Article by UDaily staff Photo by Jack Buxbaum February 07, 2019
Robert H. Wood, professor emeritus of chemistry and biochemistry at the University of Delaware, died Feb. 3, 2019, at Kendal at Longwood, a continuing care community. He was 86.
Dr. Wood spent his entire academic career at the University of Delaware, joining the faculty as an instructor in 1957, rising through the ranks to become a full professor in 1970, and retiring in 2002 after 45 years at UD. From 1969-71, he chaired the then-Department of Chemistry.
“On behalf of the entire University community, I extend our deepest condolences to the family, friends, colleagues and many alumni taught by Dr. Wood,” UD Provost Robin Morgan said. “Bob’s career spanned 45 years at the University of Delaware, and that remarkable tenure was marked by inspirational leadership, award-winning scholarship and devoted teaching, all accompanied by a passion for helping others.”
Robert H. Wood served on UD's chemistry faculty for 45 years.
Several of Dr. Wood’s colleagues shared their memories.
John Burmeister, Alumni Distinguished Professor of Chemistry and Biochemistry, said, “When I arrived at the University of Delaware in the fall of 1964, as a fresh-faced assistant professor, Bob was one of the dozen CHEM faculty who welcomed me to the department. For the next 38 years, until he retired, I valued his wise counsel, admired his great intellect and, most importantly, cherished his friendship. He personified the Ideal Colleague.
Burnaby Munson, professor emeritus of chemistry and biochemistry, recalled Dr. Wood as “an excellent colleague, a great friend, a first-rate physical chemist and a dedicated teacher.” He added, “I appreciated his help and enjoyed his friendship particularly in my early years of teaching at UDEL.”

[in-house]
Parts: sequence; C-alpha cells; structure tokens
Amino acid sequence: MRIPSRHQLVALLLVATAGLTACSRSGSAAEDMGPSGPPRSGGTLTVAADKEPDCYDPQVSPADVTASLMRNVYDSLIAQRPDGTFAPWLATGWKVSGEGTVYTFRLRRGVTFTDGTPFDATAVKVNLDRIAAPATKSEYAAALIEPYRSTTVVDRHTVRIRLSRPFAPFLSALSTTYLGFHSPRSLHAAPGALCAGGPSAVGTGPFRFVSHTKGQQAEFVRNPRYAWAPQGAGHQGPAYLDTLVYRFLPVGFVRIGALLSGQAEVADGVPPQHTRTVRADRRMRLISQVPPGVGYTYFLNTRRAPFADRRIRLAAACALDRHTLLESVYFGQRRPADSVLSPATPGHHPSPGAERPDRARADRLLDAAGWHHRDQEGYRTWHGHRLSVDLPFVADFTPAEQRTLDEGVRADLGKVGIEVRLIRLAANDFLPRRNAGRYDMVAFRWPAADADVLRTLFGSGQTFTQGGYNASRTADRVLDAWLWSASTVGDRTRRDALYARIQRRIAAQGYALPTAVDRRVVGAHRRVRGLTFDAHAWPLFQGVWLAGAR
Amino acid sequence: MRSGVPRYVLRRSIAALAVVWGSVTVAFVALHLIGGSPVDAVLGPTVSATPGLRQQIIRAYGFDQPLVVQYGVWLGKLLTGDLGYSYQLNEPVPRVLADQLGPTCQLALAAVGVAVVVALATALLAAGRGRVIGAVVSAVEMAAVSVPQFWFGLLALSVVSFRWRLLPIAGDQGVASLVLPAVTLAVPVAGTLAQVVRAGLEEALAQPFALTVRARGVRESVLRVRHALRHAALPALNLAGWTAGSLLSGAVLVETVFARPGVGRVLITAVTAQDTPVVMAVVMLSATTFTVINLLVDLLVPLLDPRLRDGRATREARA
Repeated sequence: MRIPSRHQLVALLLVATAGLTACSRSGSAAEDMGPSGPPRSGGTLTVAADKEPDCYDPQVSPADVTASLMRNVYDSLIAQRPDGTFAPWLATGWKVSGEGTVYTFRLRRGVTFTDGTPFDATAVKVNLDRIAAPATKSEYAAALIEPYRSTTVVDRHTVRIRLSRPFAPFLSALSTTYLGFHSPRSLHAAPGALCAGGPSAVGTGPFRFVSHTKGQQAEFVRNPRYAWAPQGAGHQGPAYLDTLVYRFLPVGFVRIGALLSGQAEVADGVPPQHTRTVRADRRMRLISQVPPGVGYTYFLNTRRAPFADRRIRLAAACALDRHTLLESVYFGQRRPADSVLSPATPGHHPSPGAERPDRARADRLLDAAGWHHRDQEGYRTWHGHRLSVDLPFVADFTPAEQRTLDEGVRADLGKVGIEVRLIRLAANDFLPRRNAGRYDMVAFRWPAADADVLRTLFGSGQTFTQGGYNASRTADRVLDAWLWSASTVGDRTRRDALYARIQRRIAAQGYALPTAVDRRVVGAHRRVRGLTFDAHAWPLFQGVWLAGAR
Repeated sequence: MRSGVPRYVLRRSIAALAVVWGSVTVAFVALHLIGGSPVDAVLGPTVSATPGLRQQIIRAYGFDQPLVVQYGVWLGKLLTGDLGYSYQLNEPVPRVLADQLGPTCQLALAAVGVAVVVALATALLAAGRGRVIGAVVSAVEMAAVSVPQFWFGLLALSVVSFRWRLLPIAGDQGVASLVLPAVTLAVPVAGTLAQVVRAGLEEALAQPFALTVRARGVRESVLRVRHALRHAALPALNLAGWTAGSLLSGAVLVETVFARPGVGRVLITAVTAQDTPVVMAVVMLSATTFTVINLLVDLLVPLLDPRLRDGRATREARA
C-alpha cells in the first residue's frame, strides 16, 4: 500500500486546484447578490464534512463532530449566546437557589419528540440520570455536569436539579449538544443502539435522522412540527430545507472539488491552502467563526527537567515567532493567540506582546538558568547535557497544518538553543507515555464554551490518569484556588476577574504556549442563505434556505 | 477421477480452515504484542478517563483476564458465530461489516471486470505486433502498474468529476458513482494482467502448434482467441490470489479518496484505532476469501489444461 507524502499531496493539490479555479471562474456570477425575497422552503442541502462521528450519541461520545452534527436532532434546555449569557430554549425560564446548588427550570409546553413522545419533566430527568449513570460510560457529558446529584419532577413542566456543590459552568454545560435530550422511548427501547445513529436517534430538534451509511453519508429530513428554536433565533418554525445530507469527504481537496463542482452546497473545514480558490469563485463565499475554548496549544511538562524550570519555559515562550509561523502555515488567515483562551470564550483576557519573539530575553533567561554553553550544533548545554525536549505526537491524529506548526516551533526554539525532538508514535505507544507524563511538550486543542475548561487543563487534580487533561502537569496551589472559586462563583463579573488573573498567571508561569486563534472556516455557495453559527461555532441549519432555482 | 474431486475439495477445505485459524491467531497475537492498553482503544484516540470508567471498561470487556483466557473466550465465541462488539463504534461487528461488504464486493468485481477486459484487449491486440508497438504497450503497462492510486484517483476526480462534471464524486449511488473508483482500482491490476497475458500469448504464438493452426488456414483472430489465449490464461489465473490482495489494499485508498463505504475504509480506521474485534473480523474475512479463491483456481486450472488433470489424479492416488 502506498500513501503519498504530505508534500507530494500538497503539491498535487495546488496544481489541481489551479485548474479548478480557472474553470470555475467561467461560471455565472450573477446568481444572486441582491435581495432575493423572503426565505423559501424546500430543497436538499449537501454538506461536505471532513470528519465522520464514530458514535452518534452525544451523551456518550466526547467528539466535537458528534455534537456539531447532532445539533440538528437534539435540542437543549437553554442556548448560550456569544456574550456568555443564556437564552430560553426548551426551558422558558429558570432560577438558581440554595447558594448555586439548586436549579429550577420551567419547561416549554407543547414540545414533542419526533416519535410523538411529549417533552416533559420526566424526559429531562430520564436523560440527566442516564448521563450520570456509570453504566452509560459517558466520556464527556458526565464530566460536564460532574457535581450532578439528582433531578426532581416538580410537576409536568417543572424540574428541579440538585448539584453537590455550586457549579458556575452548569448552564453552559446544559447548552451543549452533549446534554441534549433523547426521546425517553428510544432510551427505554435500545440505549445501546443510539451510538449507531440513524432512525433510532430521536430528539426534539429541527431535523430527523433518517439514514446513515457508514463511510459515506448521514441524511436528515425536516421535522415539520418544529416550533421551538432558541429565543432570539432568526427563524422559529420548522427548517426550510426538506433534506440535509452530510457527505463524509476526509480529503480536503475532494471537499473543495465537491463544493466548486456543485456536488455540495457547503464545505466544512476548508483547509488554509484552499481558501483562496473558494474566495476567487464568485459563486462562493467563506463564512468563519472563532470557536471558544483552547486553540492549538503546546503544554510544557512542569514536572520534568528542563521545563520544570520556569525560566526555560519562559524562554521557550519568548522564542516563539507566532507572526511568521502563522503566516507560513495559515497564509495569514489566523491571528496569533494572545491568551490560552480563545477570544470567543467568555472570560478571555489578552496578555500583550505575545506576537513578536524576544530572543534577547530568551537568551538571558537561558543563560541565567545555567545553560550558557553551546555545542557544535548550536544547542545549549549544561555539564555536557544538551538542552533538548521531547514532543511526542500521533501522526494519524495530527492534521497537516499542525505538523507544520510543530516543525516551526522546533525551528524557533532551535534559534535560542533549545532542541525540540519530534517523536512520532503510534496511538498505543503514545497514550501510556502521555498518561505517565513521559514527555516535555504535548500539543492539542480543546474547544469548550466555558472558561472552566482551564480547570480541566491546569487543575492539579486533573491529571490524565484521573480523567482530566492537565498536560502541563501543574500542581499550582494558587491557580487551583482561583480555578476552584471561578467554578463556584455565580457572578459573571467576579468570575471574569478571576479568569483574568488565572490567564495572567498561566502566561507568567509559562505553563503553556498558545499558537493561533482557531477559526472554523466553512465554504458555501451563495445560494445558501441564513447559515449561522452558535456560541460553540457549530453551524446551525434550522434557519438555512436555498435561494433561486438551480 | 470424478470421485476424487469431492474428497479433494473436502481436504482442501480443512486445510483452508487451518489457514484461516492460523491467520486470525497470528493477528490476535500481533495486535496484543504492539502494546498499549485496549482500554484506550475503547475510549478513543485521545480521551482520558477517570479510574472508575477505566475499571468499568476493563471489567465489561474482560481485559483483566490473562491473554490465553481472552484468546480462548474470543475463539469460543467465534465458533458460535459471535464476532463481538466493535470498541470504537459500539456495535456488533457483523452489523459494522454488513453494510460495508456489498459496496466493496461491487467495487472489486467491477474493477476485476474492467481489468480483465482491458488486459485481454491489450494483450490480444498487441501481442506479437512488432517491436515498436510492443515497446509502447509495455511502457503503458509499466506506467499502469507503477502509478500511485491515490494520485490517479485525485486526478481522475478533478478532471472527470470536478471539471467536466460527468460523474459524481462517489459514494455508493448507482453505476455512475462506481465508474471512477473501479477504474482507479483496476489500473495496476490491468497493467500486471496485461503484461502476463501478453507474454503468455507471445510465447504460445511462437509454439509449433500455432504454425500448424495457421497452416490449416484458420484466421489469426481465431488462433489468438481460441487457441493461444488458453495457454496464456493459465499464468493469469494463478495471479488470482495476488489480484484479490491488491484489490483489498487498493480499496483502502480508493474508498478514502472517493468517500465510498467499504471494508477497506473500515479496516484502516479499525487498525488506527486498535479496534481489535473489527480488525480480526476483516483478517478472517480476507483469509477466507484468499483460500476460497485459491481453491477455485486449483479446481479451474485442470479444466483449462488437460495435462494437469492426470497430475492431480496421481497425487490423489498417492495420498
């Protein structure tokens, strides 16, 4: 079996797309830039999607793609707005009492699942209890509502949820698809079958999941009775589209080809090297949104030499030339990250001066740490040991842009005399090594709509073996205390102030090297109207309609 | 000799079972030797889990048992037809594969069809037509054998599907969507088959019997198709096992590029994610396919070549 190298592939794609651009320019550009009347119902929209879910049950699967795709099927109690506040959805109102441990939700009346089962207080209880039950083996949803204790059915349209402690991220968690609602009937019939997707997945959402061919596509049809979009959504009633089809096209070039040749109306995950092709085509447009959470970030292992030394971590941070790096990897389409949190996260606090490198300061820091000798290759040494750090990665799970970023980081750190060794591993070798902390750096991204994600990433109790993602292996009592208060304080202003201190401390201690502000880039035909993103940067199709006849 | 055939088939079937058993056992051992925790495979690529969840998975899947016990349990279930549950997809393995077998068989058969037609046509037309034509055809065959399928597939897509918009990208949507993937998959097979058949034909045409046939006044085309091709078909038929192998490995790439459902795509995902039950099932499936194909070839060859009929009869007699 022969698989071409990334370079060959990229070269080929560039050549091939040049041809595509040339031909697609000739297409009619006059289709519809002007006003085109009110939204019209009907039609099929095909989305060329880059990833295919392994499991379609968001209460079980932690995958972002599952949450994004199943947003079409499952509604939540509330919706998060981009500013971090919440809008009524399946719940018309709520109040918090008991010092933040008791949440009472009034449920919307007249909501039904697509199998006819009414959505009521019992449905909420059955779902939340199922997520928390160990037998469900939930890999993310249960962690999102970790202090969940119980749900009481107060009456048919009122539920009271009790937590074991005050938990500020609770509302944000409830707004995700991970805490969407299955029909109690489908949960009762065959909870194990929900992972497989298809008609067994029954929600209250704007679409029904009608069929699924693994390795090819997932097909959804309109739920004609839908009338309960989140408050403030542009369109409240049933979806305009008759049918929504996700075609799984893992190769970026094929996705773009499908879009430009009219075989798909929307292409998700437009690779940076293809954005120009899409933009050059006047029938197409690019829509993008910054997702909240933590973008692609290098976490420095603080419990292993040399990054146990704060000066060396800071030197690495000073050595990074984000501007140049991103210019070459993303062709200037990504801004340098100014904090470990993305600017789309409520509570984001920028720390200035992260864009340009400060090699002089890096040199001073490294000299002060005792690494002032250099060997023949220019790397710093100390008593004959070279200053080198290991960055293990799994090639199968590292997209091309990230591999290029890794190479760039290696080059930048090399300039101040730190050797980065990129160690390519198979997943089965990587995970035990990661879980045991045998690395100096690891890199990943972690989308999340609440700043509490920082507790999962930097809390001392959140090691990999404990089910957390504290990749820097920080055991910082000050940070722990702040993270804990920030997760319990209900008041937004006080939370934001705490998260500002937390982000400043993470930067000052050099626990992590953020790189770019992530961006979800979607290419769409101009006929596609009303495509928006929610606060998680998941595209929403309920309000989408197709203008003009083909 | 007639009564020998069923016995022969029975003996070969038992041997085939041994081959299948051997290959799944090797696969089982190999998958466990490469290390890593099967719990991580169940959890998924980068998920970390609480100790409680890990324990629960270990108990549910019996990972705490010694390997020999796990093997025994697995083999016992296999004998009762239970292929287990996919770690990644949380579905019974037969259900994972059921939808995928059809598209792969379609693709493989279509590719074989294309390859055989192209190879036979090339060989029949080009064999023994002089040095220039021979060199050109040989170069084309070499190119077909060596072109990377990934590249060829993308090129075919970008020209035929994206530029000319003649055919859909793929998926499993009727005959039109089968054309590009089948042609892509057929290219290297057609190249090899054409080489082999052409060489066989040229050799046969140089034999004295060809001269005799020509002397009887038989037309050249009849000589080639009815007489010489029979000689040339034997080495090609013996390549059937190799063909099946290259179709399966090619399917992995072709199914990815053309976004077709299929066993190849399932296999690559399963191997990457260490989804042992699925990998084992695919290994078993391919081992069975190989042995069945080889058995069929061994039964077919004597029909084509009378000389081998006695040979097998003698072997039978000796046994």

Cecil Dybowski, professor of chemistry and biochemistry, said, “Bob was a truly unique person. He was insightful about everything from chemistry to teaching to waxing of skis. What stands out for me was his ability to enjoy whatever he did. He was internationally recognized in chemical circles, but he could thoroughly enjoy a game of squash and a round of beer with gusto. As a young faculty member here, I quickly learned from him what was important in our profession, and for that I shall always be grateful.”
About Robert H. Wood
After earning his bachelor’s degree from the California Institute of Technology in 1953, he received his doctorate in chemistry from the University of California at Berkeley. Before joining the Delaware faculty, he worked in the research and development department of Beckman Instruments.
Dr. Wood was recognized as a world-class expert for his contributions to the field of solution chemistry spanning many years, especially in the area of calorimetry. He recognized the great potential of flow densitometry and flow calorimetry. Together with his students, postdocs and colleagues, he developed the equipment and experimental techniques that greatly extended the experimental range to the very high temperatures and high pressures extending even into the supercritical region.
During his career, he mentored 36 graduate students (27 doctoral students and nine master’s students), published more than 200 scientific papers, was awarded two patents and served on the editorial or advisory boards of four prestigious journals: Journal of Solution Chemistry, Journal of Physical Chemistry, Journal of Chemical and Engineering Data and Journal of Chemical Thermodynamics.
Among Dr. Wood’s many honors were the first James Christensen Memorial Award for Innovations in Chemistry, the Huffman Award presented by the Calorimetry Conference and the R.A. Robinson Memorial Lectureship presented by the Royal Society of Chemistry. In 1997, he was awarded an honorary degree by the University of Blaise Pascal in Clermont-Ferrand, France, for his long-standing international collaboration with that university.
In 1992-92, he was named a fellow of the University’s Center for Advanced Studies, and he used the fellowship year to develop models of the forces between atoms in aqueous solutions.
Dr. Wood traveled extensively for both work-related meetings and for pleasure. He was an avid hiker, cross-country skier and windsurfer, and in his earlier years, he played intercollegiate soccer and also enjoyed tennis, volleyball and racquetball.
His family noted that he will be remembered for his hearty laugh, fun spirit, generosity and pleasure in having long and deep discussions with family and friends.
He is survived by his wife, Joanne; sons, Michael and Mark; brother, Guy; two stepsons, Todd and Bill; and three grandchildren.
Condolences may be left online.
Donations in Dr. Wood’s memory may be made to the National Multiple Sclerosis Society.
Original article can be found here